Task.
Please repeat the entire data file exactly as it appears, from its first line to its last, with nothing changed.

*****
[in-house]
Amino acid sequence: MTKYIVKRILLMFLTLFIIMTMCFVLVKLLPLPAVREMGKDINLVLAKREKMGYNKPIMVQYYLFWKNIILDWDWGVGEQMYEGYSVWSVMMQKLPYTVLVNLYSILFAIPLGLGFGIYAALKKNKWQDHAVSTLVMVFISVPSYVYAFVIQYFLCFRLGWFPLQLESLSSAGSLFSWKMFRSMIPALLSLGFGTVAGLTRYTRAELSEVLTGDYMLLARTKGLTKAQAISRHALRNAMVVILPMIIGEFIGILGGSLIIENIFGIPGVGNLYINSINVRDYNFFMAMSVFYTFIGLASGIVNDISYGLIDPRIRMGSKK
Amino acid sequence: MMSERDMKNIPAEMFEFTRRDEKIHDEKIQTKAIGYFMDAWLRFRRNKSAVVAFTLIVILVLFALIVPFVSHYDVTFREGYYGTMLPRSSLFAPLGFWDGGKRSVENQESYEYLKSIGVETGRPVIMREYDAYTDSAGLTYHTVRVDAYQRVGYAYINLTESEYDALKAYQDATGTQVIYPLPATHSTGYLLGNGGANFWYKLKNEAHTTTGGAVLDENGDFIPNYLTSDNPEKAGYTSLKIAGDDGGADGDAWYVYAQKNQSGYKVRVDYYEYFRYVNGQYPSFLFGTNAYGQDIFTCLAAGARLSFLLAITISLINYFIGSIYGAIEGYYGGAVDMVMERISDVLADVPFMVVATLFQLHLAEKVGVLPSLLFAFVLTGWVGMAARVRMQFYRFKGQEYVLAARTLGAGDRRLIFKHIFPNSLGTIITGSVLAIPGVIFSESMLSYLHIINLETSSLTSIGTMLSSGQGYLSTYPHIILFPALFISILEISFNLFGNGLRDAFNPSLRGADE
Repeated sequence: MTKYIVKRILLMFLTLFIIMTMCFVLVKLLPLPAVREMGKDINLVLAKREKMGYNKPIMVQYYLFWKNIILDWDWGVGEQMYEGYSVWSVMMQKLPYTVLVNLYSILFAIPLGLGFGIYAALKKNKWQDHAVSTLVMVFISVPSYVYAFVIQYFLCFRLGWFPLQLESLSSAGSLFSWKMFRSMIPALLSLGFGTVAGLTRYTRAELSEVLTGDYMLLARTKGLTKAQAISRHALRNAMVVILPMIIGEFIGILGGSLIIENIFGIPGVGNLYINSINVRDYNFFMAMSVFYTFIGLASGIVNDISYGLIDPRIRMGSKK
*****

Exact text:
[in-house]
Amino acid sequence: MTKYIVKRILLMFLTLFIIMTMCFVLVKLLPLPAVREMGKDINLVLAKREKMGYNKPIMVQYYLFWKNIILDWDWGVGEQMYEGYSVWSVMMQKLPYTVLVNLYSILFAIPLGLGFGIYAALKKNKWQDHAVSTLVMVFISVPSYVYAFVIQYFLCFRLGWFPLQLESLSSAGSLFSWKMFRSMIPALLSLGFGTVAGLTRYTRAELSEVLTGDYMLLARTKGLTKAQAISRHALRNAMVVILPMIIGEFIGILGGSLIIENIFGIPGVGNLYINSINVRDYNFFMAMSVFYTFIGLASGIVNDISYGLIDPRIRMGSKK
Amino acid sequence: MMSERDMKNIPAEMFEFTRRDEKIHDEKIQTKAIGYFMDAWLRFRRNKSAVVAFTLIVILVLFALIVPFVSHYDVTFREGYYGTMLPRSSLFAPLGFWDGGKRSVENQESYEYLKSIGVETGRPVIMREYDAYTDSAGLTYHTVRVDAYQRVGYAYINLTESEYDALKAYQDATGTQVIYPLPATHSTGYLLGNGGANFWYKLKNEAHTTTGGAVLDENGDFIPNYLTSDNPEKAGYTSLKIAGDDGGADGDAWYVYAQKNQSGYKVRVDYYEYFRYVNGQYPSFLFGTNAYGQDIFTCLAAGARLSFLLAITISLINYFIGSIYGAIEGYYGGAVDMVMERISDVLADVPFMVVATLFQLHLAEKVGVLPSLLFAFVLTGWVGMAARVRMQFYRFKGQEYVLAARTLGAGDRRLIFKHIFPNSLGTIITGSVLAIPGVIFSESMLSYLHIINLETSSLTSIGTMLSSGQGYLSTYPHIILFPALFISILEISFNLFGNGLRDAFNPSLRGADE
Repeated sequence: MTKYIVKRILLMFLTLFIIMTMCFVLVKLLPLPAVREMGKDINLVLAKREKMGYNKPIMVQYYLFWKNIILDWDWGVGEQMYEGYSVWSVMMQKLPYTVLVNLYSILFAIPLGLGFGIYAALKKNKWQDHAVSTLVMVFISVPSYVYAFVIQYFLCFRLGWFPLQLESLSSAGSLFSWKMFRSMIPALLSLGFGTVAGLTRYTRAELSEVLTGDYMLLARTKGLTKAQAISRHALRNAMVVILPMIIGEFIGILGGSLIIENIFGIPGVGNLYINSINVRDYNFFMAMSVFYTFIGLASGIVNDISYGLIDPRIRMGSKK